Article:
Not that long ago I learnt an important lesson: know what inspires you. With regards to business there are a lot of books on the topic of motivation, but not too many on inspiration. When starting a clothing company a few years back I began reading lots and lots on business. I read books on leadership, economics, small business, marketing etc. Being the keen student I was I began to follow the rules to success religiously (as they were outlined by the numerous books on the topic). Obediently I developed product workflow, marketed my products, studied my customer, found a niche, and developed the brand. As the sole designer for the clothing company its identity and ‘edge’ was hinged on my design ideas. And then one day, out of the blue, the ideas stopped. I worked harder to come up with new ideas, but it felt like I was squeezing water from a stone. WHAT HAPPENED? I had done everything right hadn’t I?

In short I had lost my inspiration. As I was personally funding the company I began to shop less, focused on redirecting any income I had back into building the company. Shopping less meant I wasn’t buying as many clothes for myself. For me buying clothes inspired me, I would look for a shirt and then start thinking, ‘Oh if only they made it this way, or with a different design’. Ironically the thing that I had stopped doing was the very life blood of the ideas that spurned on the company.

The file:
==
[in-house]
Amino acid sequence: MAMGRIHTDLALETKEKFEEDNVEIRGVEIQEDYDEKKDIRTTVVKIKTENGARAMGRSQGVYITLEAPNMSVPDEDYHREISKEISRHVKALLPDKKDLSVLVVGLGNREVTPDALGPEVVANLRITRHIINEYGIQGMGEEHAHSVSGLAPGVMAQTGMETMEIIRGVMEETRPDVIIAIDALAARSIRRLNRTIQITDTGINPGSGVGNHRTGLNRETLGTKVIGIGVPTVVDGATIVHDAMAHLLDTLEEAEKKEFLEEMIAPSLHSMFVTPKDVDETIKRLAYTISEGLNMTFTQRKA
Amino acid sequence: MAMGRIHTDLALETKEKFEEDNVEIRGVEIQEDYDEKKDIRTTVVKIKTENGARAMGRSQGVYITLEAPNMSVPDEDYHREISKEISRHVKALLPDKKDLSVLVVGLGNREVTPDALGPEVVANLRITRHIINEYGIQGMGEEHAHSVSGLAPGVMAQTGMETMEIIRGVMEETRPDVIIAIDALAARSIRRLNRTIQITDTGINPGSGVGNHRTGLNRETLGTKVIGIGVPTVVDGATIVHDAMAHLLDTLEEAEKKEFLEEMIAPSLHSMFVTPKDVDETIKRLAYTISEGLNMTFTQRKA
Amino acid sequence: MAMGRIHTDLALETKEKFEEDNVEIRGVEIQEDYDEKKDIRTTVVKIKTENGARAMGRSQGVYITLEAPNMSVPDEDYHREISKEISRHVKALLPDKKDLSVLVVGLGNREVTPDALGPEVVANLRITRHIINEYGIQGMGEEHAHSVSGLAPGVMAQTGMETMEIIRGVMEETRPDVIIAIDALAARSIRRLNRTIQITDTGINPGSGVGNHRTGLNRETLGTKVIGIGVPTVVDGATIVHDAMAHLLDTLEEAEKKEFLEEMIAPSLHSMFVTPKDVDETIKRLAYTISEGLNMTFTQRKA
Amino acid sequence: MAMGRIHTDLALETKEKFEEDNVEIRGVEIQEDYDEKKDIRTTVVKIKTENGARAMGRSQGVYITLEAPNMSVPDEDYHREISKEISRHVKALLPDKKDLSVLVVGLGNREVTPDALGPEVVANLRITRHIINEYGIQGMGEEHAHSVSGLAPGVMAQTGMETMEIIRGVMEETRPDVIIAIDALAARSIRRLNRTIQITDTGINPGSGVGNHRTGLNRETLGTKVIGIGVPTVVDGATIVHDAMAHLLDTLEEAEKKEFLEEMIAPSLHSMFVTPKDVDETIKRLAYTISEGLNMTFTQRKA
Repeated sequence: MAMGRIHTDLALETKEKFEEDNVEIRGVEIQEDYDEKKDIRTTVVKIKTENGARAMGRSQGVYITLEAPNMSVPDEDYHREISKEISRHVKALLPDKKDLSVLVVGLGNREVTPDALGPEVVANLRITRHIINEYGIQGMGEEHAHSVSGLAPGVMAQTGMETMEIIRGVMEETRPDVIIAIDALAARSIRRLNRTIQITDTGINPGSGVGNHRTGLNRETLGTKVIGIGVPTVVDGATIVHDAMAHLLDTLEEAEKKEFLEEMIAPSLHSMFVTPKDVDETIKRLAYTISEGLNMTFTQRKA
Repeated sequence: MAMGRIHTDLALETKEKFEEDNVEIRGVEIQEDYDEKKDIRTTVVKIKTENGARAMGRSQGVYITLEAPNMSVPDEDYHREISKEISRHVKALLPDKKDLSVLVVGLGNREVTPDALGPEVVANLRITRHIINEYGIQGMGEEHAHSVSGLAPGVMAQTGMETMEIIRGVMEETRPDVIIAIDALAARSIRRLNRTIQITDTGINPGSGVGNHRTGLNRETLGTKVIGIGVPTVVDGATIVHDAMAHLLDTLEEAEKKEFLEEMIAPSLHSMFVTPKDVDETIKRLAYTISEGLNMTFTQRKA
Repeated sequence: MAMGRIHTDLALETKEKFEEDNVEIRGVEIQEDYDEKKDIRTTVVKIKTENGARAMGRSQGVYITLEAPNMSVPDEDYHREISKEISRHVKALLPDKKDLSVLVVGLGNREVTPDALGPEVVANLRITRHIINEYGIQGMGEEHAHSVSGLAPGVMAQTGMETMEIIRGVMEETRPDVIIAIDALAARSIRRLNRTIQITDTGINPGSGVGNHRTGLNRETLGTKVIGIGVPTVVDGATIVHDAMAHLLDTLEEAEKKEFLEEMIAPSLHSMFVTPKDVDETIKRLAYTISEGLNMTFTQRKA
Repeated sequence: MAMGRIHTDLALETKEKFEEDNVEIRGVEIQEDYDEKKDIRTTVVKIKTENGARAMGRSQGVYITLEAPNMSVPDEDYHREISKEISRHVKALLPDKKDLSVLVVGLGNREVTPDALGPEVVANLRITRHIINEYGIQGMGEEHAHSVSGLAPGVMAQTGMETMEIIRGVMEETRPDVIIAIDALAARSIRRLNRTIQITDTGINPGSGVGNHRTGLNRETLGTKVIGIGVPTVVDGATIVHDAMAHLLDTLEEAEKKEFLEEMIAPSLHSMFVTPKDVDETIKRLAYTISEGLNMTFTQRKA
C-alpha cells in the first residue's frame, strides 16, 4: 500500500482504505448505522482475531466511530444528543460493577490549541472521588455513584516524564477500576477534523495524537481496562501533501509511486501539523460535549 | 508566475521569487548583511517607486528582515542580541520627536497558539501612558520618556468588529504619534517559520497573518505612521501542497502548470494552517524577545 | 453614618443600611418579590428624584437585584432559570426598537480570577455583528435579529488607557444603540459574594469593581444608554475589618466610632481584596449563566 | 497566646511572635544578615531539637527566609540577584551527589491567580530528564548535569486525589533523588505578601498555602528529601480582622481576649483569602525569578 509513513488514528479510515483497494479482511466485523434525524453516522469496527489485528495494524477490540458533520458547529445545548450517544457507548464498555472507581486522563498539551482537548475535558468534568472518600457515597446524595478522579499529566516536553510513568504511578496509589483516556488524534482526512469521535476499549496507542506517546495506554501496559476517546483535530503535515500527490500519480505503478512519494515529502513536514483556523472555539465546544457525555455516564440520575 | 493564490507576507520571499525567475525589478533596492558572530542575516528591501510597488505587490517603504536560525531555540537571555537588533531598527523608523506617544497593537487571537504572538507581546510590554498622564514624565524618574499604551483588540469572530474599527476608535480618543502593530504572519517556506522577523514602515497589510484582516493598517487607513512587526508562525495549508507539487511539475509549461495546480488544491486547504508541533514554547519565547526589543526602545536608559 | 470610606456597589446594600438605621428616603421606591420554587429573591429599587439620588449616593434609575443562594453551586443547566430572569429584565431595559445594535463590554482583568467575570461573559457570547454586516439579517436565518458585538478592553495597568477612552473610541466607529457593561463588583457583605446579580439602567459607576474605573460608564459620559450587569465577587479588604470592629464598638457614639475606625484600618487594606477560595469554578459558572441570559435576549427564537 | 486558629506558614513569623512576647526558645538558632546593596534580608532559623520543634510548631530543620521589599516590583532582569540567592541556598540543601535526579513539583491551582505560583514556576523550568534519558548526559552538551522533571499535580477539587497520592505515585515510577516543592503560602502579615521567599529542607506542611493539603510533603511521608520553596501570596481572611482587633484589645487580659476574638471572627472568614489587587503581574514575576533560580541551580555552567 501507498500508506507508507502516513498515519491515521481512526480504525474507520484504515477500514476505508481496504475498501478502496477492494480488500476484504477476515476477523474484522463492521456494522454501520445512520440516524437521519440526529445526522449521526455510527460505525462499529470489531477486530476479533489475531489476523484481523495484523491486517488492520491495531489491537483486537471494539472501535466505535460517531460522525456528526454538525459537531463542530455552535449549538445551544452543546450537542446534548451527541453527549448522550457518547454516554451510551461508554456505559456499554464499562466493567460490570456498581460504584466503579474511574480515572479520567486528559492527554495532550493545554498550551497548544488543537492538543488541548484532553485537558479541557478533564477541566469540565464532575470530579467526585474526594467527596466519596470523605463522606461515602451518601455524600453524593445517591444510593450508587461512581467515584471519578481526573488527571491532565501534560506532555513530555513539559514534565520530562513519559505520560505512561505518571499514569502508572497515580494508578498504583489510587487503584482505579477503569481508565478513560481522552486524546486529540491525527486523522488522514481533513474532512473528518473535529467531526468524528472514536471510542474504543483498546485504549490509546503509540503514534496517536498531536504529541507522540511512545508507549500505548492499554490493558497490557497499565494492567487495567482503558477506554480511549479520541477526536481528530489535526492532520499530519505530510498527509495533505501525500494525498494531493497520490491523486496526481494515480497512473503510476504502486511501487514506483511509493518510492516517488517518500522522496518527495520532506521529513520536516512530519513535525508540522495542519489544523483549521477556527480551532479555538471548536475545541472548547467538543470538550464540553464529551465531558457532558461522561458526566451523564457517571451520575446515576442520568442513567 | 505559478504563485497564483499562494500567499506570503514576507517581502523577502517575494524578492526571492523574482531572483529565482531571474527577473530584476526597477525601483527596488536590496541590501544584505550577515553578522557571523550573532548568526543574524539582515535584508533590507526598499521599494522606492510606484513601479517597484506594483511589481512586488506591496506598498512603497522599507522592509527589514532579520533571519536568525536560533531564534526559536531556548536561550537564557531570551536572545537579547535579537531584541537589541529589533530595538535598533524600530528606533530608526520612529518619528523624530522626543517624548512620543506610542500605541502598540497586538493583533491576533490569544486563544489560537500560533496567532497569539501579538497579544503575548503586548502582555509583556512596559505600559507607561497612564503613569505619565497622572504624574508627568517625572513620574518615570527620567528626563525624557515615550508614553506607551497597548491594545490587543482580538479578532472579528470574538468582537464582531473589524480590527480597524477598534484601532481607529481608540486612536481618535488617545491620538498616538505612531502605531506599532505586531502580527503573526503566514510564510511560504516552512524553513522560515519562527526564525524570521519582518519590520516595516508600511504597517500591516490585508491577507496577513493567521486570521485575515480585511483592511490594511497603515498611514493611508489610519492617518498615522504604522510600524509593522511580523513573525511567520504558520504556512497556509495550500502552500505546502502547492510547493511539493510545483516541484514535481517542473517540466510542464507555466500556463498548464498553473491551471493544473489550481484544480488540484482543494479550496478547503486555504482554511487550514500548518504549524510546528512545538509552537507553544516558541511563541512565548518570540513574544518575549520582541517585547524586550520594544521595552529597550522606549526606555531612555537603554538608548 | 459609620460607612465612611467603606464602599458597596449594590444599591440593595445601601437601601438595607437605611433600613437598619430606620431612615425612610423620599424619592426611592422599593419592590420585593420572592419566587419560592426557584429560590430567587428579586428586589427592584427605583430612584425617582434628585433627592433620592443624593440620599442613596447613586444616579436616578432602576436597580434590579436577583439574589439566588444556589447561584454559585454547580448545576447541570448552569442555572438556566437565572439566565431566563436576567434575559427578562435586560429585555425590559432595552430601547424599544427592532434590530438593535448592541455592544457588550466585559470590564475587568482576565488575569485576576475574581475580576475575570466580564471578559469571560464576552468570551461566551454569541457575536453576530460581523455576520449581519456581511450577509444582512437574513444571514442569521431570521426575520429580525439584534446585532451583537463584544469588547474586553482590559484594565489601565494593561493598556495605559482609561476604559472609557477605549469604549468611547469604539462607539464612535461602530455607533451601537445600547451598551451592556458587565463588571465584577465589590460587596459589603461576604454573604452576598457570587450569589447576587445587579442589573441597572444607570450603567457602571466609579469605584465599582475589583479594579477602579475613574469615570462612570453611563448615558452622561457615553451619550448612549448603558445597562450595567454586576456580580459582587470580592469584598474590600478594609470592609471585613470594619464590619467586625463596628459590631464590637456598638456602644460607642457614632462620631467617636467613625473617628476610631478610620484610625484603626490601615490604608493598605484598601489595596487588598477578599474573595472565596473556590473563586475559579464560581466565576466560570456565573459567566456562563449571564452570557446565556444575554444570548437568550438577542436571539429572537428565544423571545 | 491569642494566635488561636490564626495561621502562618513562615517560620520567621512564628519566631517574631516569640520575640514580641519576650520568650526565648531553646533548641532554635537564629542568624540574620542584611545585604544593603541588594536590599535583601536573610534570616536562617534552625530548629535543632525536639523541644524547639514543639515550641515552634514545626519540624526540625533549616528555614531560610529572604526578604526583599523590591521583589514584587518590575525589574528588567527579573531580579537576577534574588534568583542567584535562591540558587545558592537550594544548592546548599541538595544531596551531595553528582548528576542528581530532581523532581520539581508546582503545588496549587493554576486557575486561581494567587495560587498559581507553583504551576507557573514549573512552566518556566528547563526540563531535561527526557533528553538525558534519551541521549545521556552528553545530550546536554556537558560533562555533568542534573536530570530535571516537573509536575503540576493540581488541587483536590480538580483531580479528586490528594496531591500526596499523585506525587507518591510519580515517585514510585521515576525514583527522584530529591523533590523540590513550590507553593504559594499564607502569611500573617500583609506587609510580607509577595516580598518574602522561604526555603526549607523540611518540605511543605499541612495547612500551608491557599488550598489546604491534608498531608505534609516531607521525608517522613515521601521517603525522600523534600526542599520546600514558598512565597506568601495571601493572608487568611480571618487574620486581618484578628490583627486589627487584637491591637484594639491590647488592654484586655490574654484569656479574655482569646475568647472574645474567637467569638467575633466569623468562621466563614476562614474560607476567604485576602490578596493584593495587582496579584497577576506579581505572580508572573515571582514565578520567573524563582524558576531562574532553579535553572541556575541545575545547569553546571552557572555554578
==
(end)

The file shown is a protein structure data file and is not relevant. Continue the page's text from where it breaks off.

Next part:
I began to refocus the direction for the company as my ideas for new designs had all but disappeared. During this process I took some time off and started shopping more. Then a lightbulb came on. Ideas began flowing quickly again and I realized what had happened. Fast forward to the present, I have since moved on from the clothing industry, and am working on a few internet related businesses. I have come to the conclusion that for myself inspiration is as important for every business endeavor I work on as is the motivation that keeps driving them. For this reason I am somewhat surprised that there isn’t more written on this topic.

In summary I have learnt that for me to remain successful and creative I must find what inspires me. And then using this knowledge, create situations where I am inspired. For some that might mean taking more time to walk in a forest and for others it could mean simply reading a book or a magazine, whatever it is, find what inspires you and make a point of doing it, it may mean the difference between success and burnout.